How Can I Help My Cat Lose Weight?

Obesity is one of the most common issues that cat owners bring to My Pet Nutritionist with good reason.  We know that being overweight increases the risk factors for developing:

  • Cancer
  • Diabetes
  • Heart disease
  • Osteoarthritis and degeneration of joints
  • Urinary issues
  • Surgery complications
  • Respiratory difficulties
  • Kidney disease

In a nutshell, being overweight significantly compromises quality of life and actually, the length of it too!

So, let’s take a look at some of the common reasons why your cat may be overweight, and we’ll share our top tips for tackling obesity in cats.

Is Your Cat Overweight?

Obesity is defined as an accumulation of excessive amounts of adipose tissue.  It is generally a state of positive energy balance.

When food is ingested, it is digested and metabolised.  The body uses the nutrients it needs and converts the main macronutrients to energy.  Macronutrients consumed over and above those that are needed, are converted into adipose tissue, for use at a later stage.

Cat body scores run from 1-9.

Ideal bodyweights score 4-5, ribs are not visible but easily palpable, there is an obvious waist and there is minimal/small amount of abdominal fat.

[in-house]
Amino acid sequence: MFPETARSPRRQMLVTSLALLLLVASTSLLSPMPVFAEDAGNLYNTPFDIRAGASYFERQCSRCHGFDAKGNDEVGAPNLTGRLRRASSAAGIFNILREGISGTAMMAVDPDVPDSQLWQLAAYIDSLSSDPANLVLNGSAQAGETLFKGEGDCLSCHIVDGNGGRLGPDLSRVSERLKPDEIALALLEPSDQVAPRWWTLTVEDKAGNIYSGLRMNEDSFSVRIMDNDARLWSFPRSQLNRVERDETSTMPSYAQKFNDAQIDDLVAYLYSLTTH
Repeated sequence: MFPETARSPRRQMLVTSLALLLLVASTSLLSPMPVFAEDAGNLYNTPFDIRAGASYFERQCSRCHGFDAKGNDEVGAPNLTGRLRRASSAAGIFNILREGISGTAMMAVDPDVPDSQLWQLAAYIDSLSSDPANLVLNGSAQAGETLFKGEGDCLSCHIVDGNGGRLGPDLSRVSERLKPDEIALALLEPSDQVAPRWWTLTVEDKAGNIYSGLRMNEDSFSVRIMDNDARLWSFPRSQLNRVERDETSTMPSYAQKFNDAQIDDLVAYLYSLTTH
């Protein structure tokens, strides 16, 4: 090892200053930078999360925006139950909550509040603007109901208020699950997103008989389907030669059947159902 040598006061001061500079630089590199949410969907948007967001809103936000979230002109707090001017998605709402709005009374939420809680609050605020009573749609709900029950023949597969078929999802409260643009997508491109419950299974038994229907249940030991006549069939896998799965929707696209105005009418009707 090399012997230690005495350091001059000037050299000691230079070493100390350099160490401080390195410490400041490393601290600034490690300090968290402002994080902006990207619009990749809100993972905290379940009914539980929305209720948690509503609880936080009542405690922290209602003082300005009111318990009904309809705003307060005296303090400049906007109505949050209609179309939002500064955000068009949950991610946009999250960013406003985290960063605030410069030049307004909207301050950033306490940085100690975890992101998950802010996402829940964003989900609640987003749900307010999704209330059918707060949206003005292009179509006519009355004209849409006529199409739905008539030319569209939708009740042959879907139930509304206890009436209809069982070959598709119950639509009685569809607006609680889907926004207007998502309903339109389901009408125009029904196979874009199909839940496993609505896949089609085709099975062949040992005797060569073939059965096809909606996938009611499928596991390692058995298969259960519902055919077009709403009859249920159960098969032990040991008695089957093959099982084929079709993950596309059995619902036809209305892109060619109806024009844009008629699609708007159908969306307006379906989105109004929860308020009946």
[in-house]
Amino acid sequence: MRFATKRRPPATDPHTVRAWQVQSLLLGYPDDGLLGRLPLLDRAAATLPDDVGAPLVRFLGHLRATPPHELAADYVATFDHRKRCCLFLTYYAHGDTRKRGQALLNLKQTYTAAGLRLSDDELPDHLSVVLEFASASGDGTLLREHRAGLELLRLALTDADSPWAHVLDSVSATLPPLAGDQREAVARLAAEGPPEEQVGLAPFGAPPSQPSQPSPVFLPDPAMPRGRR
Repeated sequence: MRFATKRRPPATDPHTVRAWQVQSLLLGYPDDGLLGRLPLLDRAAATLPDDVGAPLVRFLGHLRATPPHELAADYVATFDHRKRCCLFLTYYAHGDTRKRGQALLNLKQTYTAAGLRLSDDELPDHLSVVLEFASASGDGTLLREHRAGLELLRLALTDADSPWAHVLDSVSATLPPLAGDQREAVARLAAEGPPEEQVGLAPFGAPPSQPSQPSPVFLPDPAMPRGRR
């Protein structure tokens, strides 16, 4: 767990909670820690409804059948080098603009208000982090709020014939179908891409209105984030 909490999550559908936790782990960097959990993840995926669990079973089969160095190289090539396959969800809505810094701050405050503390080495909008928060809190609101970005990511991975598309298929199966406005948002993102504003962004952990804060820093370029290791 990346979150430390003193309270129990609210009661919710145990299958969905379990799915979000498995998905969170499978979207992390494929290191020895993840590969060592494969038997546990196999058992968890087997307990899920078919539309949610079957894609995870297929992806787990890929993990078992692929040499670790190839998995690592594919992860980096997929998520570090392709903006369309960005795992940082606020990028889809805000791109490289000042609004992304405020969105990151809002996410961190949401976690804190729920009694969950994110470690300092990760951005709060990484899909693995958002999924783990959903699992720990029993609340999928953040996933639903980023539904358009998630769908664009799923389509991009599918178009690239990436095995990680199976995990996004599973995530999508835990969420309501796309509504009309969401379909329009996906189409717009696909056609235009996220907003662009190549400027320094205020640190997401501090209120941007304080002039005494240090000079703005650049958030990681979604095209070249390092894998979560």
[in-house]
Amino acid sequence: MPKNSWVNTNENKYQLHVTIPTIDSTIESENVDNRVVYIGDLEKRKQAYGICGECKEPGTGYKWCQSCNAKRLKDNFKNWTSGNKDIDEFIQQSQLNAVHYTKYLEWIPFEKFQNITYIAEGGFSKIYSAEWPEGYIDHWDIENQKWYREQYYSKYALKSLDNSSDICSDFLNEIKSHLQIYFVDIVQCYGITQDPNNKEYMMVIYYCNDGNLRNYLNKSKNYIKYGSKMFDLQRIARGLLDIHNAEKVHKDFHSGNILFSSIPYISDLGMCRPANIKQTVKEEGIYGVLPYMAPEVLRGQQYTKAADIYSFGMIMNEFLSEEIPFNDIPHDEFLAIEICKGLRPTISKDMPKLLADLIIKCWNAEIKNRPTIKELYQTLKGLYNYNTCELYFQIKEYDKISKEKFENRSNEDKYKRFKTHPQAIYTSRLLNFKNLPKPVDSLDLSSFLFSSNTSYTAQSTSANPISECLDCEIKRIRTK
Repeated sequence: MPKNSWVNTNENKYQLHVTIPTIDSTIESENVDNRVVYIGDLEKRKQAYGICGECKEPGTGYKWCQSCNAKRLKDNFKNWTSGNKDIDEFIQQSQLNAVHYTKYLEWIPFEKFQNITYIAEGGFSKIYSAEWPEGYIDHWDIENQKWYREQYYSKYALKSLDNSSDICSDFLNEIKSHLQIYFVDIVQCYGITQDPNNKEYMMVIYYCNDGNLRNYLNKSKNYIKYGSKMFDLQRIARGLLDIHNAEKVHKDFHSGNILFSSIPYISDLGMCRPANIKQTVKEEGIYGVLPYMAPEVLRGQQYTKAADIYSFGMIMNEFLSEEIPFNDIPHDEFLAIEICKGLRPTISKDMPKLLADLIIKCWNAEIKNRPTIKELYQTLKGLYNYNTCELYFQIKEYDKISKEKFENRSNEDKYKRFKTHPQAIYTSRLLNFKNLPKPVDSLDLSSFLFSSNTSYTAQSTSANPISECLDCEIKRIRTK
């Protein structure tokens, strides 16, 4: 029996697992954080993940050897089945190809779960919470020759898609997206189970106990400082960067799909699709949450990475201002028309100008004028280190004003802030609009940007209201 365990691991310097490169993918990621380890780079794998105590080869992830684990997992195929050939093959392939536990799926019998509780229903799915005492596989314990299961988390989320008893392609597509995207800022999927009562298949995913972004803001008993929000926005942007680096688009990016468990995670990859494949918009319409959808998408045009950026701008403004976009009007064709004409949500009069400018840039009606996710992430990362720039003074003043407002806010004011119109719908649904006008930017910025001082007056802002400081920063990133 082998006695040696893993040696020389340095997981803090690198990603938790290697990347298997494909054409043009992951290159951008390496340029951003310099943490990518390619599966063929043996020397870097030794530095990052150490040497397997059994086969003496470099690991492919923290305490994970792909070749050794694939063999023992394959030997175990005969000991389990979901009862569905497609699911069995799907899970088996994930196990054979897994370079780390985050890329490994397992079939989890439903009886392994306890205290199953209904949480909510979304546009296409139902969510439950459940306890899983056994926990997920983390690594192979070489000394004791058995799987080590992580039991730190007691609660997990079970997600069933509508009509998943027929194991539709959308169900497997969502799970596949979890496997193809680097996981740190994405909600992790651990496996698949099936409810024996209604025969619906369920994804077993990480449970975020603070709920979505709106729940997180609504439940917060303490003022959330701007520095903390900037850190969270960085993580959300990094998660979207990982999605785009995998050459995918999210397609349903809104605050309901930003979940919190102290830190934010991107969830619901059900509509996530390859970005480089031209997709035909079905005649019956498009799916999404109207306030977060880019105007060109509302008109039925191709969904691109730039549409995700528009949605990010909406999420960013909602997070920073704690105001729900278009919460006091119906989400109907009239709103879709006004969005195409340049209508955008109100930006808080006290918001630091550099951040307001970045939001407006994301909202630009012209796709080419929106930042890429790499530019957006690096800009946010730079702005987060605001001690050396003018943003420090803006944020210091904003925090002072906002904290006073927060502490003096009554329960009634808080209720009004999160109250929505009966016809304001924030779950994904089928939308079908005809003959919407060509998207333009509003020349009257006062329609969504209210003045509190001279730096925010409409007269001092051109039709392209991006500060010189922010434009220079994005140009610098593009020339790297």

Body scores are a much more appropriate approach to establishing body proportion in cats as weight doesn’t accommodate for breed differences or activity levels.

Your cat is overweight if:

  • Ribs are difficult to palpate under body fat,
  • Waist barely visible or absent,
  • There is rounding of the abdomen.

Why is My Cat Overweight?


Do you know your pet is overweight?  In an 8000-household study, 68% of surveyed owners report thinking their pet is the perfect weight.  67% of surveyed owners did not see obesity as a concern.

This is in contrast to that reported by vets, who show concern that over half of all pets are overweight.

Do we simply not see that our pet is overweight and therefore aren’t employing any tactics to manage it?

Food Intake

Most foods on the market include a feeding guideline based on weight.  One of the most common mistakes made by owners is to feed based on the current weight of their pet, not the ideal weight (when tackling a weight issue).  Not only that, but weight is a bit of a misnomer anyway.  With so many different breeds it is difficult to establish standardisation.  It’s important to feed the pet in front of you.  Energy requirements vary depending on lifestyle, age, activity, and time of year.  Cats for example may be less active in the winter.

The type of food you are feeding your pet will also play a part.

Starch is the storage from of carbohydrates found in plants and as we know, dry pet foods have large quantities of starch.

Starch can be divided into rapidly digestible starch, slowly digestible starch and resistant starch.  Rapidly digestible starch can be produced by the exposure to heat, pressure, or moisture decrease (read: exactly what happens during pet food manufacturing).  Rapidly digestible starch results in a blood sugar spike, calling the pancreas to action.  Insulin shuttles glucose into cells that need it, but also facilitates its entry into adipose tissue!  Insulin also stops the breakdown of fat and prevents the breakdown or triglycerides into fatty acids (causing a build-up in fat cells).